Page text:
Anatomy of a Rental Scam — One of our longtime readers is a very savvy 63-year old retired real estate Title Examiner and researcher named Claire Wunderlin. Over the Thanksgiving holiday, Claire had a nasty fraud target her stepson, Demitri, in the form of a real estate opportunity. This scam was exactly the type of fraud that Claire could easily apply her formidable talent and research skills to uncover. Not only did she expose the scam, but she saved the day, and helped get the scammer’s web page taken down! And then she pitched it to us in an article she wrote! We were so impressed by her handling and reporting this scam that we invited her to be our first ever, guest author of the Top Story! We hope you’ll continue reading and see how this impressive researcher took down a con artist! (Claire and those targeted by this scam have given us permission to use their names.)
My name is Claire and I am a retired real estate title examiner and researcher for a land surveying company in the central Texas area. I suppose my background makes me well qualified to know where and how to chase down the red flags that were present in this story’s set up. More significantly is the fact that I have become attuned to spotting scams in a wide variety of areas. My greatest defense against fraud is research first, and react later to something I am considering becoming involved in. I believe that the two most important things a person can lose to a scammer is their money and/or their identity. I strive to lose neither.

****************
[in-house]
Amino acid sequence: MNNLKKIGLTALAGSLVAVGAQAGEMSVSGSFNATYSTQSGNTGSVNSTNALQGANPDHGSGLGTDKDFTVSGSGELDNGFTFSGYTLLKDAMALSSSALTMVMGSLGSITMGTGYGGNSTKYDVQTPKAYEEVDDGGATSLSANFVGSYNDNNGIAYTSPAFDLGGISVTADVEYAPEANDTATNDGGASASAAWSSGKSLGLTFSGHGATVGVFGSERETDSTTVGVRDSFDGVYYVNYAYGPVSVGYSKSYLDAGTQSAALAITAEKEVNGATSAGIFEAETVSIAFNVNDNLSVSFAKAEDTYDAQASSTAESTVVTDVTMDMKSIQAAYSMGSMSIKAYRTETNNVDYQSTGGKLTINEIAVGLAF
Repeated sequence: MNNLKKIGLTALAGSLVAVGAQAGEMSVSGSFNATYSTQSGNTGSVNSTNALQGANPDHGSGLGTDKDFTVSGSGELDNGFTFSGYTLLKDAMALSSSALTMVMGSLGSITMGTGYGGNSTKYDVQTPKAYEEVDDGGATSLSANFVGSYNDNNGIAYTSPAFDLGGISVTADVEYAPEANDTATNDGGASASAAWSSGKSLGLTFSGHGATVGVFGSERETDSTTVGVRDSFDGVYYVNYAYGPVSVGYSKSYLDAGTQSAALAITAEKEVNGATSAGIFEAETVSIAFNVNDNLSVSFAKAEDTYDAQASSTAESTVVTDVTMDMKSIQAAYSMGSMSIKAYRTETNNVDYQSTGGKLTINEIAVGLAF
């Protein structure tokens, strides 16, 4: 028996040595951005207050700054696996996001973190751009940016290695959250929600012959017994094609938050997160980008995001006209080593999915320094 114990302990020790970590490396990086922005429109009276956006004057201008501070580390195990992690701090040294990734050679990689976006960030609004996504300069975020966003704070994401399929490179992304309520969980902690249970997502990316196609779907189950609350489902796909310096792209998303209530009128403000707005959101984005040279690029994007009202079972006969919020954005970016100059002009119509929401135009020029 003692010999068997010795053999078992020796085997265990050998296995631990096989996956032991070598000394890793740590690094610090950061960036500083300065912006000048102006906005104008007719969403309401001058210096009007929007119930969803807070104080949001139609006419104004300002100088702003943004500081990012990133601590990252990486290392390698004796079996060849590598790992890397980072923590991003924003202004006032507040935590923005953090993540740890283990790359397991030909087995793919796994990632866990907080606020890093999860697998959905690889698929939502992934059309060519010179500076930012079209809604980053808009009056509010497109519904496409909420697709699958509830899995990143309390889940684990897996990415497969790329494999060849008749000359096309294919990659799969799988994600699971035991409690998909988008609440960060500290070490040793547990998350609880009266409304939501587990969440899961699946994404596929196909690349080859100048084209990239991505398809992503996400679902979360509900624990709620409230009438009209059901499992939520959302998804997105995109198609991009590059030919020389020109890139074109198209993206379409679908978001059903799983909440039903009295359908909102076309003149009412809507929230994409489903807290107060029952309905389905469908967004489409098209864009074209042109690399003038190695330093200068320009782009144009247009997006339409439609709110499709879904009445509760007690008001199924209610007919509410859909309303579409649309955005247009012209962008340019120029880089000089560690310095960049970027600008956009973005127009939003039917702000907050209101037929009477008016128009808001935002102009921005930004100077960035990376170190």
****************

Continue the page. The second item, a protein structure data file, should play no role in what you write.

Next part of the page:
Over the Thanksgiving holiday, I had a nasty fraud presented to me through my stepson, Demetri and his girlfriend, Sam. This phishing expedition relies on the emotional triggers that go with anyone’s need or desire to rent at a new location. Demetri and Sam came over for Thanksgiving festivities and got to talking about the rentals they were looking at. The lease on their apartment comes up for renewal mid-January, 2023 and they want to move into a house. They took an interest in a particular location in a hill country neighborhood west of Austin, Texas. I just happened to be in earshot of that discussion away from the crowd and asked them to send me the address so I could do a little investigation.